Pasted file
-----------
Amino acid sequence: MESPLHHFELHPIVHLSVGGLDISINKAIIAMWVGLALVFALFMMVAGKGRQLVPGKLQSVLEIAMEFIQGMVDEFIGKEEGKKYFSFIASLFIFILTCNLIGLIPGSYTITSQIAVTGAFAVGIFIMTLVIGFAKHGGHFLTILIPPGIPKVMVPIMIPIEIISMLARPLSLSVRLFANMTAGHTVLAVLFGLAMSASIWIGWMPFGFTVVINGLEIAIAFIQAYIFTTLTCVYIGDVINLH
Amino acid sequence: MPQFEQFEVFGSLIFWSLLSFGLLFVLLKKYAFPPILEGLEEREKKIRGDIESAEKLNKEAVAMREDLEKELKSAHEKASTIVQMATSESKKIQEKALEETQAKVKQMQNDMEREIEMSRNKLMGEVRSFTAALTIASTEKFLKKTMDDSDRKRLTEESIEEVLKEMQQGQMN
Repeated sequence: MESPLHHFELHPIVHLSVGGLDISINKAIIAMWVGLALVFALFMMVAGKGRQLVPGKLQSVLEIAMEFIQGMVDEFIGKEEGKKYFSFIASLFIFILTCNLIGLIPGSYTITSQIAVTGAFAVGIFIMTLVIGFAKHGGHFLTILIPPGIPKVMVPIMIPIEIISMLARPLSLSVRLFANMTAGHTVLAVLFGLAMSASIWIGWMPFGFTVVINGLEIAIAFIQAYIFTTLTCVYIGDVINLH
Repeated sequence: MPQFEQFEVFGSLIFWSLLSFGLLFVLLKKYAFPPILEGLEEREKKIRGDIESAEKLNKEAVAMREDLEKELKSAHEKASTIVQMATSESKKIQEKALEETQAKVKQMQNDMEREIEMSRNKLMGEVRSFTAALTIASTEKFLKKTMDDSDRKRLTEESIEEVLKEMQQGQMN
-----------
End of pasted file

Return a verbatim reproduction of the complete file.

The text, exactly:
Amino acid sequence: MESPLHHFELHPIVHLSVGGLDISINKAIIAMWVGLALVFALFMMVAGKGRQLVPGKLQSVLEIAMEFIQGMVDEFIGKEEGKKYFSFIASLFIFILTCNLIGLIPGSYTITSQIAVTGAFAVGIFIMTLVIGFAKHGGHFLTILIPPGIPKVMVPIMIPIEIISMLARPLSLSVRLFANMTAGHTVLAVLFGLAMSASIWIGWMPFGFTVVINGLEIAIAFIQAYIFTTLTCVYIGDVINLH
Amino acid sequence: MPQFEQFEVFGSLIFWSLLSFGLLFVLLKKYAFPPILEGLEEREKKIRGDIESAEKLNKEAVAMREDLEKELKSAHEKASTIVQMATSESKKIQEKALEETQAKVKQMQNDMEREIEMSRNKLMGEVRSFTAALTIASTEKFLKKTMDDSDRKRLTEESIEEVLKEMQQGQMN
Repeated sequence: MESPLHHFELHPIVHLSVGGLDISINKAIIAMWVGLALVFALFMMVAGKGRQLVPGKLQSVLEIAMEFIQGMVDEFIGKEEGKKYFSFIASLFIFILTCNLIGLIPGSYTITSQIAVTGAFAVGIFIMTLVIGFAKHGGHFLTILIPPGIPKVMVPIMIPIEIISMLARPLSLSVRLFANMTAGHTVLAVLFGLAMSASIWIGWMPFGFTVVINGLEIAIAFIQAYIFTTLTCVYIGDVINLH
Repeated sequence: MPQFEQFEVFGSLIFWSLLSFGLLFVLLKKYAFPPILEGLEEREKKIRGDIESAEKLNKEAVAMREDLEKELKSAHEKASTIVQMATSESKKIQEKALEETQAKVKQMQNDMEREIEMSRNKLMGEVRSFTAALTIASTEKFLKKTMDDSDRKRLTEESIEEVLKEMQQGQMN